On July 5, for example, his office reported that the governor met with citizens, attended a meeting with local officials and went to church in Monroe. Jindal was back in Monroe four days later to meet with community leaders as part of his “Louisiana Working Tour.”

State Sen. Robert Adley, R-Benton, questions the necessity of Sunday meetings with officials.

Adley, a lay minister and a frequent critic of the Jindal administration, said he does not call police jurors and ask them to meet him after church so he can seek reimbursement for his expenses.

“I’m glad he goes to church, but I don’t think we ought to be paying his way there,” Adley said.

Jindal said he made a commitment when he became governor that he would meet with elected officials. He said he is fulfilling that commitment.

He said he is respectful of the fact that he is taking the officials away from their families on a Sunday. But he insisted they seem eager to show him schools, roads, factories and other projects in their areas.

State Sen. Joe McPherson, D-Woodworth, said Jindal is the most accessible governor in modern history. He said taxpayers must decide whether the trips are worth their expense.

“He’s reaching out to people who have never had the opportunity to see a governor in person since the electronic age came on,” McPherson said.

McPherson said the trips are beneficial to Jindal’s grass-roots style of politics and to his pledge that he wants to hear what the people have to say.

In the 2003 gubernatorial runoff against Jindal, Kathleen Blanco carried all but three of the parishes in heavily Protestant North Louisiana. Jindal followed up his loss by worshipping with congregations in north Louisiana in the years before the next election.

Four years later, Jindal led the returns from north Louisiana, even with a Bossier Parish resident running against him. The votes were so strong that Jindal won the primary outright, almost unheard of for a nonincumbent candidate. The governor carried all but four parishes — Bienville, Orleans, Red River and St. Bernard.

Political commentator and former Insurance Commissioner Jim Brown said Jindal is playing good politics by continuing to concentrate on churches in north Louisiana.

“You don’t see the governor very much in New Orleans. He tends to shy away from New Orleans,” Brown said. “But North Louisiana is hard core and he wants to keep it that way.”

The Rev. Gil Arthur of East Leesville Baptist Church, where Jindal has spoken, said the governor’s Indian heritage makes people uncertain about what he stands for and who he is.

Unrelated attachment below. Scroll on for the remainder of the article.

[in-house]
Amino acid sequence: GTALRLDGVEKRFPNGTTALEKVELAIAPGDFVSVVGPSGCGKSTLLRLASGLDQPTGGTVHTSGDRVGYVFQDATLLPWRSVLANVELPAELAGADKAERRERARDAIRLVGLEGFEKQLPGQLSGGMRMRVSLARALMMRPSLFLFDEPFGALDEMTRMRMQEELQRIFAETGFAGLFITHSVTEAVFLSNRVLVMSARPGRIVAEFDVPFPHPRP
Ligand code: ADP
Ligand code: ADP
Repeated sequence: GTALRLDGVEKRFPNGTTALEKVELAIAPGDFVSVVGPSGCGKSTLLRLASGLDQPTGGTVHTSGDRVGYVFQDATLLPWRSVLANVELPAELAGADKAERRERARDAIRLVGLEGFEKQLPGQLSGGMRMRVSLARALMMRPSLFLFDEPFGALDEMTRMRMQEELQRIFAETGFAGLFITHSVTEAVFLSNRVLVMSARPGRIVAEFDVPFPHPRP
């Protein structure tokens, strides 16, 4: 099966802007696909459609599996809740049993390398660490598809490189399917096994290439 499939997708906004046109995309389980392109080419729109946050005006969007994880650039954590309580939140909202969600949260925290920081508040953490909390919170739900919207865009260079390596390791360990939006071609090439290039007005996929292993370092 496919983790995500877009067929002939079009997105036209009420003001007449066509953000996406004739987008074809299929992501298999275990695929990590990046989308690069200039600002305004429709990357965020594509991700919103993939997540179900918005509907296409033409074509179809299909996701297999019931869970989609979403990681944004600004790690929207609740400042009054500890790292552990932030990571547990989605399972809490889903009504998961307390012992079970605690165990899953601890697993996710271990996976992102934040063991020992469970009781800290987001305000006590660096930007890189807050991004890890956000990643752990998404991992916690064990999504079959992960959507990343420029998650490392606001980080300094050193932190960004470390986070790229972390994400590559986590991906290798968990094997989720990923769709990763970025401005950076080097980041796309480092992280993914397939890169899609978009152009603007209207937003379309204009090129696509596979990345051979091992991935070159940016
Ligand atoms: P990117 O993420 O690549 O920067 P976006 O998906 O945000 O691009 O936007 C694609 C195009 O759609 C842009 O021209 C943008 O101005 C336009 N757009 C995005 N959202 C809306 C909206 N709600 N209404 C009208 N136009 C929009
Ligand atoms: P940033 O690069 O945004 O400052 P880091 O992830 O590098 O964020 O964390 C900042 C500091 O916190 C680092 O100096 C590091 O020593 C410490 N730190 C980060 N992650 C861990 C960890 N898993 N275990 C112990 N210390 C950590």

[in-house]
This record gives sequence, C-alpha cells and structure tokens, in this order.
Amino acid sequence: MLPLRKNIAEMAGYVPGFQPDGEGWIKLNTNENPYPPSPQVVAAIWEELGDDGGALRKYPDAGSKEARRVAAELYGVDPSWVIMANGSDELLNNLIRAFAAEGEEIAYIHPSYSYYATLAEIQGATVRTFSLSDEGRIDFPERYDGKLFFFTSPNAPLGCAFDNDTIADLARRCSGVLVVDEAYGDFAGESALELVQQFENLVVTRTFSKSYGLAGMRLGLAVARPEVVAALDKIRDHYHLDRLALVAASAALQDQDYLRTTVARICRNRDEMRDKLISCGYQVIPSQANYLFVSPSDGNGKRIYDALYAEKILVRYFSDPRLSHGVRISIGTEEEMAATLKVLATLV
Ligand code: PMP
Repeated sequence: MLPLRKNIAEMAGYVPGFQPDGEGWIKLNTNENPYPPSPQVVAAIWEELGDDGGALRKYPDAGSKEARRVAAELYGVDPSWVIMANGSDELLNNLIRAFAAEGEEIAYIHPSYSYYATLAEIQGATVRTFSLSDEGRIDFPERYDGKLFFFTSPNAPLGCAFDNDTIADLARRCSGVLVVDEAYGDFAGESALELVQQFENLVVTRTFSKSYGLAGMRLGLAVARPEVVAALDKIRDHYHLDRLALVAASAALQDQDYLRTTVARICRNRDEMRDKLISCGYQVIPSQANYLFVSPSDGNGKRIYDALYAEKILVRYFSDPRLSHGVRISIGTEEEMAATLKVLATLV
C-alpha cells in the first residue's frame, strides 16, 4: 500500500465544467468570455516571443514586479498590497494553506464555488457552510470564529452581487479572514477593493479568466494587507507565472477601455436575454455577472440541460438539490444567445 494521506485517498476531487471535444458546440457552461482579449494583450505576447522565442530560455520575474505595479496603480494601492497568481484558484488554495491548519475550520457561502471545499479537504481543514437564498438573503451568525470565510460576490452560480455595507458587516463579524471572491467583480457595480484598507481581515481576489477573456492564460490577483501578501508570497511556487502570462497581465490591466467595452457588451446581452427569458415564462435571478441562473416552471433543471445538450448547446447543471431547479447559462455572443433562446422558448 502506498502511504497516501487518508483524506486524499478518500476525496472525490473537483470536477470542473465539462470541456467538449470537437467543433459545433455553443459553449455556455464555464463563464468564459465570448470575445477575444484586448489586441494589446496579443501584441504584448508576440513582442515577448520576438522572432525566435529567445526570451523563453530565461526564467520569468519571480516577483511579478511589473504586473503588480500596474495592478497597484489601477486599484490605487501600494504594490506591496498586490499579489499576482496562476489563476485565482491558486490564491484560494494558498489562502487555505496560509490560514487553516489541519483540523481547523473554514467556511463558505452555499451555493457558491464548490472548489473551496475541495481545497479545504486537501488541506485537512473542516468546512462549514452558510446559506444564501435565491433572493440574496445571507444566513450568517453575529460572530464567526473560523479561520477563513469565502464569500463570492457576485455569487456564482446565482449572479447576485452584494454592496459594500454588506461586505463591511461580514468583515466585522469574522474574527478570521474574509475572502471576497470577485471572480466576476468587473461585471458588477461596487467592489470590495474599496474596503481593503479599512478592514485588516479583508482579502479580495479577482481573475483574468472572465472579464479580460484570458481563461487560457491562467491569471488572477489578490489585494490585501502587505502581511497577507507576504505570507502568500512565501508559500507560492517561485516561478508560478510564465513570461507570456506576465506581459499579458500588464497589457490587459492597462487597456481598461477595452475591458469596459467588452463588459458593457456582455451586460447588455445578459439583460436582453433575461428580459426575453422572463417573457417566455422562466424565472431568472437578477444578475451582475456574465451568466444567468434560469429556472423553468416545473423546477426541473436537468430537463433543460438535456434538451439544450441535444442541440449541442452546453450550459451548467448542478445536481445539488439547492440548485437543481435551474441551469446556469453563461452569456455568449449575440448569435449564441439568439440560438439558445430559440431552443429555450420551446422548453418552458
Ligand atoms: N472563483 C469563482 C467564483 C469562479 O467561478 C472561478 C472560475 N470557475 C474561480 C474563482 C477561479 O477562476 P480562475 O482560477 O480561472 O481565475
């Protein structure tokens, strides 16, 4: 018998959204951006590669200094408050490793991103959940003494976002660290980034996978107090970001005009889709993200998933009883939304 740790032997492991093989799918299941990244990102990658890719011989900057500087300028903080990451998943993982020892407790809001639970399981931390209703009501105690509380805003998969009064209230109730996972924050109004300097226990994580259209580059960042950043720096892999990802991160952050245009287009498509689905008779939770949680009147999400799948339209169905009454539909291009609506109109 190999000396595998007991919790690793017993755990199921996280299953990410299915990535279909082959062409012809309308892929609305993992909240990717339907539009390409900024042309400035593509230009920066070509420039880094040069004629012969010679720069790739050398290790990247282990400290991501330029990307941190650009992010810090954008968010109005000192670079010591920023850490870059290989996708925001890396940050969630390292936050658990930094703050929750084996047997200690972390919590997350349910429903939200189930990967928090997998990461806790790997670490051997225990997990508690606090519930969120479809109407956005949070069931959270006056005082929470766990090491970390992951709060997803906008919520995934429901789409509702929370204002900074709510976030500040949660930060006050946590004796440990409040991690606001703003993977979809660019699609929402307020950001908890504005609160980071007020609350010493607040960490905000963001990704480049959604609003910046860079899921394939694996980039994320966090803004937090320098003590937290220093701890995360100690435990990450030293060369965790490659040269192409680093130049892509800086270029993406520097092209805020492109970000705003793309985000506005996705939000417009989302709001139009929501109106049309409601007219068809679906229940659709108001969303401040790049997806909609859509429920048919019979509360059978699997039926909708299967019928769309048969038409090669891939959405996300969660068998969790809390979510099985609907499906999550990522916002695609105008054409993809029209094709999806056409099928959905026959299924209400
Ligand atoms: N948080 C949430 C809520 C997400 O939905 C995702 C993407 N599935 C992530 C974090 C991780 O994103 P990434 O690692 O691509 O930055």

Jindal’s parents immigrated to the United States from India shortly before his birth.

Arthur said Jindal wants people to know that he is a man of Christ.

Leesville is in Vernon Parish west of Alexandria.

“He is a dynamic Christian man. I love him personally. He is a friend although we’re not in contact hardly ever,” Arthur said.

Jindal converted to Catholicism as a teenager. He has been open about his parents’ disappointment about his shift from Hinduism.

During the most recent governor’s election, the state Democratic Party aired a commercial that depicted Jindal as doubting the morals and questioning the beliefs of Baptists, Methodists, Episcopalians and Pentecostals. The commercial ran in North Louisiana.

Jindal spoke at North Monroe Baptist Church in Ouachita Parish in July.

The church’s pastor, the Rev. Bill Dye, said Jindal’s Fourth of July weekend visit helped his congregation see that a practicing Catholic can be an outspoken evangelical.

State Sen. Mike Walsworth, R-West Monroe, sat with congregations for several of the governor’s trips to churches.

At one of those services, Jindal publicly recognized Walsworth and two other legislators in attendance.

The governor asked the lawmakers to stand so the congregation could thank them for their service to the state.

“So often we want your votes, but we need your prayers,” Jindal said in a video posted on YouTube.

Walsworth said he hasn’t had any complaints about the governor’s use of a state helicopter to attend the services.

“He’s working on Sunday and he’s meeting the people,” he said.

Walsworth said Jindal rarely talks about politics at a Sunday service. He said Jindal’s visits are an attempt to meet with people in what are the gathering places of rural communities.

“I personally tell people I’ve got two offices. The first is my regular legislative office and other is Walmart,” Walsworth said. “I go to the people and I think that’s what he’s trying to do.”